in Comradely objects
Open Access (free)
Tania Anne Woloshyn

included an image of champion boxer Jack Petersen receiving a vitalising exposure, his skin tinted a saturated orange like the other models’ and his contours crisply outlined from heavy retouching. A ‘hardy’ tan, as Carter explained, made for a virile man, representing ‘a visible link between the body, ideals of nature and masculinity’. 150 Part of this process involved ‘training’ the skin to ultraviolet radiation and all manner of

in Soaking up the rays
Open Access (free)
Tania Anne Woloshyn

authorships and subjects: it a photograph of Finsen, by Finsen, but also of, and by, actinic light. The notion of the sun as the photograph’s rightful author is historically traceable back to the very inception of photography. Corey Keller explained: The metaphor most widely used to characterize the photographic process was that of nature ‘drawing her own picture

in Soaking up the rays
Open Access (free)
Soviet things that talk
Yulia Karpova

in particular can benefit from new KARPOVA 9781526139870 PRINT.indd 2 16/09/2020 09:16 Introduction 3 materialist optics in reconsidering the history of interrelations between humans, objects and nature.12 This decentralisation of ‘heroic’ designers and increased attention to materiality provides broad opportunities for examining design under state socialism. While collectivist institutional culture and planned economies precluded designers from obtaining full-fledged individual recognition, let alone stardom, material culture and consumption continuously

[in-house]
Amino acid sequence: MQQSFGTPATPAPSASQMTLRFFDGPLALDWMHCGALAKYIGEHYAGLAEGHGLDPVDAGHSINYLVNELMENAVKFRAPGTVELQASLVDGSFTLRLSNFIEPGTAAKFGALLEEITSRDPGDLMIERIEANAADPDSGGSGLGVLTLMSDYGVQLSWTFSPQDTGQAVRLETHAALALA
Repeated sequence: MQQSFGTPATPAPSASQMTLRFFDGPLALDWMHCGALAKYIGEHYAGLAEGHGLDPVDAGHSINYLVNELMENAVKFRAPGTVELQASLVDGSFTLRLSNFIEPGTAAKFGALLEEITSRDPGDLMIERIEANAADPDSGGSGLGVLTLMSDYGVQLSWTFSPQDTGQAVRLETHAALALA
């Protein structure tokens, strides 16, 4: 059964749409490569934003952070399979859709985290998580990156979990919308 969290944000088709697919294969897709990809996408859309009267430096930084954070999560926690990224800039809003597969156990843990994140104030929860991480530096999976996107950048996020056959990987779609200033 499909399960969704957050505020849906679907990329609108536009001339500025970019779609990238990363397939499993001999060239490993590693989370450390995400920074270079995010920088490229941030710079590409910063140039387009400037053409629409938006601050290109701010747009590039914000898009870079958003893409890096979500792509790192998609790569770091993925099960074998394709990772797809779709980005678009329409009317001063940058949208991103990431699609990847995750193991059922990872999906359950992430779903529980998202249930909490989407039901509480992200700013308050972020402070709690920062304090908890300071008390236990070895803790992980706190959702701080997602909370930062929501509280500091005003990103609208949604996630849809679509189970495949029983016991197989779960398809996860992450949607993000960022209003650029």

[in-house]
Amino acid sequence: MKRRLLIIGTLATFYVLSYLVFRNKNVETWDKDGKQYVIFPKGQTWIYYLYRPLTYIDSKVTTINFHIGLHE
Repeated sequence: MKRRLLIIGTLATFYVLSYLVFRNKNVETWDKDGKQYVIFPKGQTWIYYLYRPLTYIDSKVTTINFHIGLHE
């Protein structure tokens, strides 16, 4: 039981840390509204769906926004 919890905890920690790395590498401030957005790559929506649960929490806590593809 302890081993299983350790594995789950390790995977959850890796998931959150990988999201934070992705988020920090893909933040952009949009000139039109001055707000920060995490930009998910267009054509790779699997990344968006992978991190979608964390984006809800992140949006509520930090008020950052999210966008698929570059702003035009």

in Comradely objects
Open Access (free)
Janet Wolff

with the colour model) the image, confronting us in grey and perhaps also blurred, makes us think differently about its moral and political content, as well as its nature as painting and representation – a familiar avant-garde strategy. When I think about it, too, my academic life over more than thirty-five years was always somewhere between disciplines – sociology, cultural studies, art history, aesthetics – and institutionally nearly always in an interdisciplinary unit or project. A scholarly dilettantism (shared with many colleagues and friends over the years

in Austerity baby
Open Access (free)
Janet Wolff

Eastman’s protégé, Vladimir Rosing, a Russian tenor brought to Rochester as director of the school’s opera department; and with Rouben Mamoulian, hired in turn by Rosing to teach dramatic action. Horgan’s account of his own role, written in 1988 in an appreciation of Mamoulian, gives an idea of the excitement, and also of the rather chaotic nature, of the early years of the ‘Rochester Renaissance’ – a renaissance almost entirely due to the wealth and cultural enterprise of the city’s major figure, George Eastman. The exciting days of the convening of the company were

in Austerity baby
Yulia Karpova

4 From objects to design programmes Just as neodecorativism was generating the idea of a spiritually useful object, its leading proponent, Boris Smirnov, published his succinct Artist on the Nature of Things.1 Its title alludes to the first-century BCE poem De rerum natura by the Roman poet and philosopher Lucretius. In the book Smirnov discussed the traditions, techniques and symbolic meanings of the design of consumer objects. In essence, it was a work of professional self-reflection. Smirnov paid special attention to the emergence of a new object, which he

in Comradely objects